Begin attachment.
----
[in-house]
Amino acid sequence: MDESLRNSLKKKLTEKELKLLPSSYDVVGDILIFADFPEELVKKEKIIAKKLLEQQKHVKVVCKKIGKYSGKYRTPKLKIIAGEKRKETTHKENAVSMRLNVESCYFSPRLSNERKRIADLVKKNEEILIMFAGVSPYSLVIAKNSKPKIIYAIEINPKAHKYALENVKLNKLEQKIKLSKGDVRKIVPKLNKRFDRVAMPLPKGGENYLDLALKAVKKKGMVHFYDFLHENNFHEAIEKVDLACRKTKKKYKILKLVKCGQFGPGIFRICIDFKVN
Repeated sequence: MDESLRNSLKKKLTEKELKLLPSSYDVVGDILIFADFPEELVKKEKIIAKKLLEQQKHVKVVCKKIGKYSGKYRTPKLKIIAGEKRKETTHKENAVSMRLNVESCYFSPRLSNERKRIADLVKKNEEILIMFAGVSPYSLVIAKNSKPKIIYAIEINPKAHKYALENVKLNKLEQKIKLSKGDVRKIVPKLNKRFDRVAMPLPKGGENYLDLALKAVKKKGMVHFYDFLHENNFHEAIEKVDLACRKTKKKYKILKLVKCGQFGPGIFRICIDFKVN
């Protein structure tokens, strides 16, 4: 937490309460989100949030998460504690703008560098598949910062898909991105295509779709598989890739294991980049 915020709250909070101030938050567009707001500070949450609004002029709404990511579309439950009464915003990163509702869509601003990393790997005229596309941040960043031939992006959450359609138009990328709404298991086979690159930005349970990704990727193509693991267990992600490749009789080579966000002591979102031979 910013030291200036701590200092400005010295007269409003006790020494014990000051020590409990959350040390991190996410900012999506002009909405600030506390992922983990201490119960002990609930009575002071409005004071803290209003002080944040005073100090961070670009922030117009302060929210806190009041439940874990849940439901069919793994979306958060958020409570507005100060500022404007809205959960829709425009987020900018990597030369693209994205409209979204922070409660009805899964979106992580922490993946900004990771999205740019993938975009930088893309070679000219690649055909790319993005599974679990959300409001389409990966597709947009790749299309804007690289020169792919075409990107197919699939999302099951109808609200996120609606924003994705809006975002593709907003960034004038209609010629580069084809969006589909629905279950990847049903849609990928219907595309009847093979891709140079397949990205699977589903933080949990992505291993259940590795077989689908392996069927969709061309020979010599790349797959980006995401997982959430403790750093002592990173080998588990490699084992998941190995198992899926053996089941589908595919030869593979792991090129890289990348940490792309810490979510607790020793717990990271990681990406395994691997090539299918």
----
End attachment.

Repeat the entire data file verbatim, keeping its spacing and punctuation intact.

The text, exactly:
[in-house]
Amino acid sequence: MDESLRNSLKKKLTEKELKLLPSSYDVVGDILIFADFPEELVKKEKIIAKKLLEQQKHVKVVCKKIGKYSGKYRTPKLKIIAGEKRKETTHKENAVSMRLNVESCYFSPRLSNERKRIADLVKKNEEILIMFAGVSPYSLVIAKNSKPKIIYAIEINPKAHKYALENVKLNKLEQKIKLSKGDVRKIVPKLNKRFDRVAMPLPKGGENYLDLALKAVKKKGMVHFYDFLHENNFHEAIEKVDLACRKTKKKYKILKLVKCGQFGPGIFRICIDFKVN
Repeated sequence: MDESLRNSLKKKLTEKELKLLPSSYDVVGDILIFADFPEELVKKEKIIAKKLLEQQKHVKVVCKKIGKYSGKYRTPKLKIIAGEKRKETTHKENAVSMRLNVESCYFSPRLSNERKRIADLVKKNEEILIMFAGVSPYSLVIAKNSKPKIIYAIEINPKAHKYALENVKLNKLEQKIKLSKGDVRKIVPKLNKRFDRVAMPLPKGGENYLDLALKAVKKKGMVHFYDFLHENNFHEAIEKVDLACRKTKKKYKILKLVKCGQFGPGIFRICIDFKVN
């Protein structure tokens, strides 16, 4: 937490309460989100949030998460504690703008560098598949910062898909991105295509779709598989890739294991980049 915020709250909070101030938050567009707001500070949450609004002029709404990511579309439950009464915003990163509702869509601003990393790997005229596309941040960043031939992006959450359609138009990328709404298991086979690159930005349970990704990727193509693991267990992600490749009789080579966000002591979102031979 910013030291200036701590200092400005010295007269409003006790020494014990000051020590409990959350040390991190996410900012999506002009909405600030506390992922983990201490119960002990609930009575002071409005004071803290209003002080944040005073100090961070670009922030117009302060929210806190009041439940874990849940439901069919793994979306958060958020409570507005100060500022404007809205959960829709425009987020900018990597030369693209994205409209979204922070409660009805899964979106992580922490993946900004990771999205740019993938975009930088893309070679000219690649055909790319993005599974679990959300409001389409990966597709947009790749299309804007690289020169792919075409990107197919699939999302099951109808609200996120609606924003994705809006975002593709907003960034004038209609010629580069084809969006589909629905279950990847049903849609990928219907595309009847093979891709140079397949990205699977589903933080949990992505291993259940590795077989689908392996069927969709061309020979010599790349797959980006995401997982959430403790750093002592990173080998588990490699084992998941190995198992899926053996089941589908595919030869593979792991090129890289990348940490792309810490979510607790020793717990990271990681990406395994691997090539299918």